Slovenia is divided into 24 gastronomic regions with almost 400 typical or representative local and regional dishes and beverages. In the Posavje region, non-alcoholic and alcoholic beverages also play an important part of their culinary heritage.
The Posavje region is part of Slovenia encompassing the following municipalities: Brežice, Krško, Sevnica, Kostanjevica na Krki, Bistrica ob Sotli and Radeče. As a wine growing region, it is divided into three districts: Dolenjska, Bizeljsko–Sremič, and Bela krajina.
Regardless of the old Slovenian saying, the main beverage in the Dolenjska and Posavje regions, and also elsewhere in Slovenia, used to be water. Apples were in abundance, so homemade cider was to be found almost everywhere. In some areas, they prepared elderberry juice. They also drank cow’s milk. Coffee was made from ground roasted barley, rarely from wheat grains or grape seeds. Various herbal teas, blossom and root infusions, as well as infusions of bushes and garden or wild flowers were almost everyday drink, especially in colder weather.
Wine was drunk at holidays, on special occasions and on days of hard work, and when possible, it was also sold. Farms growing pears, plums and apples used to make brandy, the most popular being plum brandy (slivovka) and pear brandy (hruškovec). Centaury, which is believed to have healing properties, was sometimes soaked in brandy.
Dry red and white Bizeljčan, which both carry the PTP recognised traditional denomination, were produced in the Posavje region, or more precisely in the Bizeljsko-Sremič wine district. Red Bizeljčan is usually served with meat dishes, sausages and salami, while white Bizeljčan pairs well with chicken risotto, sweet cabbage, sauerkraut and boiled sausage.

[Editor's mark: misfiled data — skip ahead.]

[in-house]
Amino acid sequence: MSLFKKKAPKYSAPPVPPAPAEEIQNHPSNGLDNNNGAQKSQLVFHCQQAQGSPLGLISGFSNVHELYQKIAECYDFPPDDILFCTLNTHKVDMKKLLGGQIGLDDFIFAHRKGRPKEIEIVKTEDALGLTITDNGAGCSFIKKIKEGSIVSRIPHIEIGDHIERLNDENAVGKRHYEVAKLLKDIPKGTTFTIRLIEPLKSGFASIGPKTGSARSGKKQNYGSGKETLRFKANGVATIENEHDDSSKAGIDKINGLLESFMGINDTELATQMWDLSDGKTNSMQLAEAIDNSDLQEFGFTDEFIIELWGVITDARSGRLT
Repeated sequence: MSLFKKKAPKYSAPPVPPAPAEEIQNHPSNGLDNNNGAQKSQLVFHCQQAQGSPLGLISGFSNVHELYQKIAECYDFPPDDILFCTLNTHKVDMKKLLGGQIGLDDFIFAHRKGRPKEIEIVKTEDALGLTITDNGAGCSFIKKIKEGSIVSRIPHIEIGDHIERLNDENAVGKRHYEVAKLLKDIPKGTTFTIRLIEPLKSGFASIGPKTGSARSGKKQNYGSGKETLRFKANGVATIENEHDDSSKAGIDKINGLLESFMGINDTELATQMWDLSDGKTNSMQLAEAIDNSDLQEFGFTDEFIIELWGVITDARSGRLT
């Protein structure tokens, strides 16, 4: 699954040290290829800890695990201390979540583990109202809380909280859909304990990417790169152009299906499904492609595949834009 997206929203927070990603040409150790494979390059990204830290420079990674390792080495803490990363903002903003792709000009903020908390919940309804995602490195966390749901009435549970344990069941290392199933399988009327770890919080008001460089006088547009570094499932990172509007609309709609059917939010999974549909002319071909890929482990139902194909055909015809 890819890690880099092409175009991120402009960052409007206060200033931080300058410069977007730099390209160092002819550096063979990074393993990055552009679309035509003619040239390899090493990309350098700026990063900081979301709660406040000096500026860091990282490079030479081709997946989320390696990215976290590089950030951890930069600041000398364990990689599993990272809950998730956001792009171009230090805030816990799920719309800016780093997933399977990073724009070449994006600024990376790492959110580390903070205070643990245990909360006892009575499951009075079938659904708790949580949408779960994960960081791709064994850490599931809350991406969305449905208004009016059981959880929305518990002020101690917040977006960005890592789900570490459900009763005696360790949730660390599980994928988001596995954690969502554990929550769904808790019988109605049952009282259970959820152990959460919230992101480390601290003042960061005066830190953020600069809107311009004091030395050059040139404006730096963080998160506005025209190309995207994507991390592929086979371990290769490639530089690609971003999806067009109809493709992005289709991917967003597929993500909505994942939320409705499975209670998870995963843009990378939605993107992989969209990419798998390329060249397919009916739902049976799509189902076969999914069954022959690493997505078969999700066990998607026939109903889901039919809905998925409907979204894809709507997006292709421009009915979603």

Although Cviček is regarded as a unique sort of wine from the Dolenjska region, its home is actually Gadova Peč from the Posavje region. Cviček is a dry wine made from red and white grape varieties, light red in colour, with a pleasant acidic taste and with no significant bitterness. Because of its low alcohol volume (from 8,5 to 10 %) it is a light, fresh and drinkable wine. It was consumed every day, occasionally diluted with water. Due to its acidity, it goes well with fatty meat dishes, and even the Emperor in Vienna is said to have paired it with such dishes. Cviček also carries the PTP recognised traditional denomination and as such can only be produced in the Dolenjska wine-growing district. The »King of Cviček« 2019 was produced by Jarkovič wine cellar from Gadova Peč, while the new Princess and Ambassador of Cviček became Simona Petretič from the Association of Winemakers of Pobočje.
A number of top scoring winemakers in the Posavje region are on the list of contemporary wine offers, many of them also offering sparkling wine: Miha Istenič (Penine Istenič), Janez and Mihela Šekoranja (Vino Graben), Marijan Kelhar (Keltis), Lojze Kerin (Hiša frankinje Kerin), Zdravko Mastnak (Vinska klet Mastnak), Vinska klet Krško and others.
Source: L. Kužnik in M. Rangus (2017): Okusi Posavja – Izzivi prehranske kulturne dediščine za sodobnost. Ljubljana: Kmečki glas.